Democratic Sen. Dianne Feinstein, speaking on “Fox News Sunday,” said Trump’s ban should have been handled in consultation with Congress. She expected the matter to eventually end up in the Supreme Court — meaning the entire flap could color confirmation hearings for Trump’s Supreme Court nominee, Judge Neil M. Gorsuch.
“The president is not a dictator,” Feinstein said. “The framers of our Constitution wanted a strong Congress for the very reason that most of these kinds of things should be done within the scope of lawmaking.”
Most Republicans defended the need for a travel ban, though many questioned how it had been rolled out, causing chaos and confusion in airports and embassies worldwide.
Several GOP lawmakers took issue with Trump’s personal attacks on the judge and his comments about Putin, rejecting any moral comparison between the Russian leader and the U.S.
“I don’t understand language like that,” Sen. Ben Sasse (R-Neb.) said on ABC’s “This Week.” “We don’t have so-called judges. We don’t have so-called senators. We don’t have so-called presidents.”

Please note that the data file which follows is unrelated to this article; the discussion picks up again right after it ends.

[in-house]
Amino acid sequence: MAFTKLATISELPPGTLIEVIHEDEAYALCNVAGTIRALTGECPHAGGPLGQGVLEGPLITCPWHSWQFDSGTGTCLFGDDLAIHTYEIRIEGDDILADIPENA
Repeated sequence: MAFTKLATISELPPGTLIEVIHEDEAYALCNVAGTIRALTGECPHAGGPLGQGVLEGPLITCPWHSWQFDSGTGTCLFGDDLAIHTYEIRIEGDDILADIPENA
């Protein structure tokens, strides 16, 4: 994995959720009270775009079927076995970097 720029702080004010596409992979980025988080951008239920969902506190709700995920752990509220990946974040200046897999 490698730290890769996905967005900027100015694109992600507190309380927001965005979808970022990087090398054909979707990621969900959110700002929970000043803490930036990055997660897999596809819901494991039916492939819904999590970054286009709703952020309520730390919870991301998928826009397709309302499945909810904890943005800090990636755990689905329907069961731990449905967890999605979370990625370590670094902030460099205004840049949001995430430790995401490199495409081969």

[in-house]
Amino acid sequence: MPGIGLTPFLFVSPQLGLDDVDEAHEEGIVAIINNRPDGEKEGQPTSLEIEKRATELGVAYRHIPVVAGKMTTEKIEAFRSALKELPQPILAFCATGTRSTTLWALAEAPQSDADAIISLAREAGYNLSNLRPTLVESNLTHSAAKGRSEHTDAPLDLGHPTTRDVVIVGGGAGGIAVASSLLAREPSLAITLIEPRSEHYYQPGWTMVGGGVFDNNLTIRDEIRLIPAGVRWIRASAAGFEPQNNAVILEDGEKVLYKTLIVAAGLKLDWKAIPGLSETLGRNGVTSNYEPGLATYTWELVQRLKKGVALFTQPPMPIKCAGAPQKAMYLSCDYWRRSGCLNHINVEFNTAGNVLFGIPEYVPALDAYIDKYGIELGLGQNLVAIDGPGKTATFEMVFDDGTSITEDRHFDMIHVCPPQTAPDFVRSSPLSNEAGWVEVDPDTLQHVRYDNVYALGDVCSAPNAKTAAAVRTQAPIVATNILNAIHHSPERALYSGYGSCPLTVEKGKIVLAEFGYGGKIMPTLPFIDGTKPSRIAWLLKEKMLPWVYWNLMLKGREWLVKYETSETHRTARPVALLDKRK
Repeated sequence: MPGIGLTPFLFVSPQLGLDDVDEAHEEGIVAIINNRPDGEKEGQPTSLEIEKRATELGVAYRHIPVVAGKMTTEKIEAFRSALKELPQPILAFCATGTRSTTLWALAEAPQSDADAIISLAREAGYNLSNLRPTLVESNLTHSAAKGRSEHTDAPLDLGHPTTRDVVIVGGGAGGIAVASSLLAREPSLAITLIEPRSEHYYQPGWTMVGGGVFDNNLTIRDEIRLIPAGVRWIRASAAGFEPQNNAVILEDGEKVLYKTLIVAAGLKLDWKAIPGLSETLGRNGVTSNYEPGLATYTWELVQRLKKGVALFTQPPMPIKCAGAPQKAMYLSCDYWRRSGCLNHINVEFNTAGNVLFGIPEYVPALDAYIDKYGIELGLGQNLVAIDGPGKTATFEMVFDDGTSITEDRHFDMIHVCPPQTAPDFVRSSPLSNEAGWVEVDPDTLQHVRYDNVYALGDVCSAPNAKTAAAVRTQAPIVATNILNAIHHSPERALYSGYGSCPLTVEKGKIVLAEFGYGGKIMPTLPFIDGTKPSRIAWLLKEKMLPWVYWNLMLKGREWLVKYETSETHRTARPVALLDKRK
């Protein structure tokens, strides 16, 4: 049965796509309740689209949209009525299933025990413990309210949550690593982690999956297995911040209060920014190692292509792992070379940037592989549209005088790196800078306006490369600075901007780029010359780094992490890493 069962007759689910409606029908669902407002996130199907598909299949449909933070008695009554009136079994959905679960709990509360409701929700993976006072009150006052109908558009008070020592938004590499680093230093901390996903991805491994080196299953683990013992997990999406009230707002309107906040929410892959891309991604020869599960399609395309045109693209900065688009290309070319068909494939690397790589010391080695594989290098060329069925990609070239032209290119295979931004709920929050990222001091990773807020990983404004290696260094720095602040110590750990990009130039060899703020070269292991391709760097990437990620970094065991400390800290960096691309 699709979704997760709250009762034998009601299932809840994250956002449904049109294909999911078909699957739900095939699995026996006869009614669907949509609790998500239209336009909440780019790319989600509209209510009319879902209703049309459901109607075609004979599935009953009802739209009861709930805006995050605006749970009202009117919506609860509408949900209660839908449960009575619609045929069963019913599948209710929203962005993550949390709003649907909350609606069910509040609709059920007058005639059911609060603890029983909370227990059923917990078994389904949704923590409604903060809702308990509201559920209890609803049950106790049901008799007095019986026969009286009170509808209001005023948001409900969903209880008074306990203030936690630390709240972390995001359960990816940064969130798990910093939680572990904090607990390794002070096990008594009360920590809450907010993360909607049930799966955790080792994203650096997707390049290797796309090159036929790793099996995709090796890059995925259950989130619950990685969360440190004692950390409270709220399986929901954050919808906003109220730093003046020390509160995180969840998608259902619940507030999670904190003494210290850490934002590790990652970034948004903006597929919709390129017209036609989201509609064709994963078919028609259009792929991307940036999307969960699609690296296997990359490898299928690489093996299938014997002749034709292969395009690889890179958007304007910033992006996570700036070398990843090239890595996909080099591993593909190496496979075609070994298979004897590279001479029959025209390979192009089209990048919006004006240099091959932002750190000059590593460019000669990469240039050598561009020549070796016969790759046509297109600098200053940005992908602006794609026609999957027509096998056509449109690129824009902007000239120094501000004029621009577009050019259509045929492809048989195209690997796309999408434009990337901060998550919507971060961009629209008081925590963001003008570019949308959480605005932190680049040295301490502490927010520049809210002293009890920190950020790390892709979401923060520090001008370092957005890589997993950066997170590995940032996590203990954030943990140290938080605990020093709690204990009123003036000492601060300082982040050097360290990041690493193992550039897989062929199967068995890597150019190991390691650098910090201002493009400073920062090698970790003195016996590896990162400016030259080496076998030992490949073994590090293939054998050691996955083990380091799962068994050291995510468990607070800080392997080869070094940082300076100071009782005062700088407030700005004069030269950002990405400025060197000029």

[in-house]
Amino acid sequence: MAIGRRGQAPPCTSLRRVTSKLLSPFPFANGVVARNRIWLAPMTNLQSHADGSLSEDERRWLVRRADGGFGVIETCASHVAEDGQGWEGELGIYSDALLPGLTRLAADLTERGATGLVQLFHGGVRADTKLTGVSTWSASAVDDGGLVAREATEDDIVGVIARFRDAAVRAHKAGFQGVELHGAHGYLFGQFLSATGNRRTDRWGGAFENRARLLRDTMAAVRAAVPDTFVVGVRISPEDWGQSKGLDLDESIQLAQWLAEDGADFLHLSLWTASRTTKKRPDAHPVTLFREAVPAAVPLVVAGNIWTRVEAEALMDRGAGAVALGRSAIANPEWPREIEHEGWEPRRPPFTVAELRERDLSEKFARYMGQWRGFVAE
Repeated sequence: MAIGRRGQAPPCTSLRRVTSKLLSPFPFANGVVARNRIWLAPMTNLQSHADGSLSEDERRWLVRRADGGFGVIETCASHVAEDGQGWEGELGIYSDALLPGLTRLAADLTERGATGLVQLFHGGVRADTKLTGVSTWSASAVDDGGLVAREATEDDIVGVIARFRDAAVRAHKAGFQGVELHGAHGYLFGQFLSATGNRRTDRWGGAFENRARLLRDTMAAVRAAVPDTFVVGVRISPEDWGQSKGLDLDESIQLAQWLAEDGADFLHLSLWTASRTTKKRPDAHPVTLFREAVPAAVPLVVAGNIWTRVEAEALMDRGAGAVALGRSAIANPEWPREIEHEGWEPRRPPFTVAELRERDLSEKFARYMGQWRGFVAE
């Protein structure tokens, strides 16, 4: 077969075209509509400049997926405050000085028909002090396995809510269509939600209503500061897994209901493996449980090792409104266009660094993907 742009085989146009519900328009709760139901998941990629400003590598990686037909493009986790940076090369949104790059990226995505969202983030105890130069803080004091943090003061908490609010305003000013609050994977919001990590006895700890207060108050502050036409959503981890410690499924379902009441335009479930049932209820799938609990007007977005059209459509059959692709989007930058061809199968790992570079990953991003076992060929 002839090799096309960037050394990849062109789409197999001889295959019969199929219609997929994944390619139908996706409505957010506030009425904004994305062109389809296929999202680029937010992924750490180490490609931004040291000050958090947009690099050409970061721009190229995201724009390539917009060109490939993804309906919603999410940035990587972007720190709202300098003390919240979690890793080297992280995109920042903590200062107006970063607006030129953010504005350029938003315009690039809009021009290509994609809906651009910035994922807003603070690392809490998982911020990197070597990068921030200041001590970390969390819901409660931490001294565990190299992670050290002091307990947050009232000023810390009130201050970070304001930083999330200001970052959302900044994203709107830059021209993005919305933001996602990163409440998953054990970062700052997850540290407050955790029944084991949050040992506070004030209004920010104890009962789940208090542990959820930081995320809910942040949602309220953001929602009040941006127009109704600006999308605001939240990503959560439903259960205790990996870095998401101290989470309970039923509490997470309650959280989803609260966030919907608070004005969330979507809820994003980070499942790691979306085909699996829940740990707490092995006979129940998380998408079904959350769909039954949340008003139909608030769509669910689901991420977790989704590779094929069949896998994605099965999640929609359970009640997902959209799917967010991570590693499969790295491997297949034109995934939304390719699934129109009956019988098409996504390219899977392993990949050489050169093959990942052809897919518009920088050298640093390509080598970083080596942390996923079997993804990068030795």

Sasse also expressed dismay at Trump’s remarks about Putin.
“There is no moral equivalency between the United States of America, the greatest freedom-loving nation in the history of the world, and the murderous thugs that are in Putin’s defense of his cronyism,” Sasse said. “There’s no moral equivalency there.”
Senate Majority Leader Mitch McConnell, in an interview on CNN’s “State of the Union,” said he wasn’t going to “critique every utterance” of Trump’s, but didn’t defend him either. “I obviously don’t see this issue the same way he does,” he said. “America is different — we don’t operate in any way the way the Russians do.”